Wednesday, 21 March 2007

Does Technology Solve Real Problems Or Just Manufacture Need?

Professor Darin Barney will be speaking at U of T in a lecture called "One Nation Under Google: Citizenship in the Technological Republic". Dr. Barney has many interesting ideas and thoughts. Back in an interview in 2003, he had this quote:

"In reality, technologies tend to create more needs than they address, and to manufacture the very problems they stand ready to solve. I think of cell phones in this regard. Was the ability to engage in phone conversation while riding the bus really a pressing social need prior to the arrival of the cellular phone, or did our perception of that as a need arise after this technology became widely available? Was the fact that everybody wasn't always accessible, everywhere, via personal communication technology a problem before the mobile phone, or did the expectation of constant accessibility arise in light of increased use of mobile phones and e-mail?"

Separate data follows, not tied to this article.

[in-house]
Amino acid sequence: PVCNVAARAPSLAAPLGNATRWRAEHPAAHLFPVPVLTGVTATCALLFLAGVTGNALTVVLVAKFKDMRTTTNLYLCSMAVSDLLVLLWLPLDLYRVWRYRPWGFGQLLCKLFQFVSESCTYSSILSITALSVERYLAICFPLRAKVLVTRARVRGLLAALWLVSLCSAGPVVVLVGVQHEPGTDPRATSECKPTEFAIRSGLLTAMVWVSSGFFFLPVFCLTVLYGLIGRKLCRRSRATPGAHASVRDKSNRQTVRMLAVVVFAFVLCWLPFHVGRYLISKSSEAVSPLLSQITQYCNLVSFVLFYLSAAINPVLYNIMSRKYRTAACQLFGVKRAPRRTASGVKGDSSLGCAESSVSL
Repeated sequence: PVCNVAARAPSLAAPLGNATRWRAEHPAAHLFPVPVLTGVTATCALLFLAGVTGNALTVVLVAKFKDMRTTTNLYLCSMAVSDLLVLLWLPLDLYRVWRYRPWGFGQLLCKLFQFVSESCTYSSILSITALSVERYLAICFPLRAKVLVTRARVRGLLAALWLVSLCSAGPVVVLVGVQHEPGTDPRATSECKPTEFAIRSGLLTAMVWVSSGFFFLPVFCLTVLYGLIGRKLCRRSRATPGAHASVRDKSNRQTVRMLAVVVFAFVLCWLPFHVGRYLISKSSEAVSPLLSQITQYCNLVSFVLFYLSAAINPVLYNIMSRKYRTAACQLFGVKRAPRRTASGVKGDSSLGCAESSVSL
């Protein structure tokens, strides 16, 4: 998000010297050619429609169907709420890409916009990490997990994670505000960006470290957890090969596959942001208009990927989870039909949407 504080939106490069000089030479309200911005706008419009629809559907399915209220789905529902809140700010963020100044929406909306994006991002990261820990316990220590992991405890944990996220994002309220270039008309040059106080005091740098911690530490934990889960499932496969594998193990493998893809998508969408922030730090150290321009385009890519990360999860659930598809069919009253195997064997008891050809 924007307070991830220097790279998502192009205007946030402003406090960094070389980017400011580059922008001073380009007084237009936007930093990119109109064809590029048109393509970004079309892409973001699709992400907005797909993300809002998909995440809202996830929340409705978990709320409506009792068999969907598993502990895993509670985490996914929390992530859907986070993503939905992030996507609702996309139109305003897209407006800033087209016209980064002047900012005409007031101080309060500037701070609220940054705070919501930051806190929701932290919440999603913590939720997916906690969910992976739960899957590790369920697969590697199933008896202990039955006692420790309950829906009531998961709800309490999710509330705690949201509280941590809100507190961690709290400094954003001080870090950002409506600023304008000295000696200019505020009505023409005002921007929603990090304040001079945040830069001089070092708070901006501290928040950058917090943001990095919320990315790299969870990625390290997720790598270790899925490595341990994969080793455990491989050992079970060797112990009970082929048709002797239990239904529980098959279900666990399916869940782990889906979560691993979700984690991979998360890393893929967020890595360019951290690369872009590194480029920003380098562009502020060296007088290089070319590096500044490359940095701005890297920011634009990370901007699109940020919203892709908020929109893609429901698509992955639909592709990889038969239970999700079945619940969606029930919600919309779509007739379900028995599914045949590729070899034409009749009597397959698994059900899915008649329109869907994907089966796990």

It's interesting because I most recently had this conversation about instant messenger. If I were pitching IM back in the day, what problem exactly did it solve? None I would suggest. What it did was present an opportunity and expanded the way we connect to each other. It fulfilled a 'human need' in a way that we couldn’t really conceive of it before it existed. And maybe to Dr. Barney's point, it went further and actually created that need in the first place.

Anyway, his lecture on technology and democracy should be thought provoking as well. Tickets are sold out but apparently if you show up chances are you will get in to hear it.


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